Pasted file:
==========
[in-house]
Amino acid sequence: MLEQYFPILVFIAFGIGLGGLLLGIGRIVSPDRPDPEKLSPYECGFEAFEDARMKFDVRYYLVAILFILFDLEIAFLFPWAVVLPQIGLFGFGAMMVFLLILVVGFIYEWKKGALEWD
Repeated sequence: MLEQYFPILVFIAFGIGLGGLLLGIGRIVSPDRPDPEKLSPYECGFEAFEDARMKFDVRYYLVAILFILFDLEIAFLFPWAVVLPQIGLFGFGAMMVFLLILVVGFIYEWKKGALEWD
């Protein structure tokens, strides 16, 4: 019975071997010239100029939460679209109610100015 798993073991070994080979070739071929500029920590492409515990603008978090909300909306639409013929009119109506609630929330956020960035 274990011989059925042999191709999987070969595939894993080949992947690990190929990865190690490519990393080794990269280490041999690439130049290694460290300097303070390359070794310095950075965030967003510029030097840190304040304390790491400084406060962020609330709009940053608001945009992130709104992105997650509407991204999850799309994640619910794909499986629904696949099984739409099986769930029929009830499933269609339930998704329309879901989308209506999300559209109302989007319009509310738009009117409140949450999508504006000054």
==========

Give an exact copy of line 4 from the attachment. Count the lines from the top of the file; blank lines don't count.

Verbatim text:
């Protein structure tokens, strides 16, 4: 019975071997010239100029939460679209109610100015 798993073991070994080979070739071929500029920590492409515990603008978090909300909306639409013929009119109506609630929330956020960035 274990011989059925042999191709999987070969595939894993080949992947690990190929990865190690490519990393080794990269280490041999690439130049290694460290300097303070390359070794310095950075965030967003510029030097840190304040304390790491400084406060962020609330709009940053608001945009992130709104992105997650509407991204999850799309994640619910794909499986629904696949099984739409099986769930029929009830499933269609339930998704329309879901989308209506999300559209109302989007319009509310738009009117409140949450999508504006000054």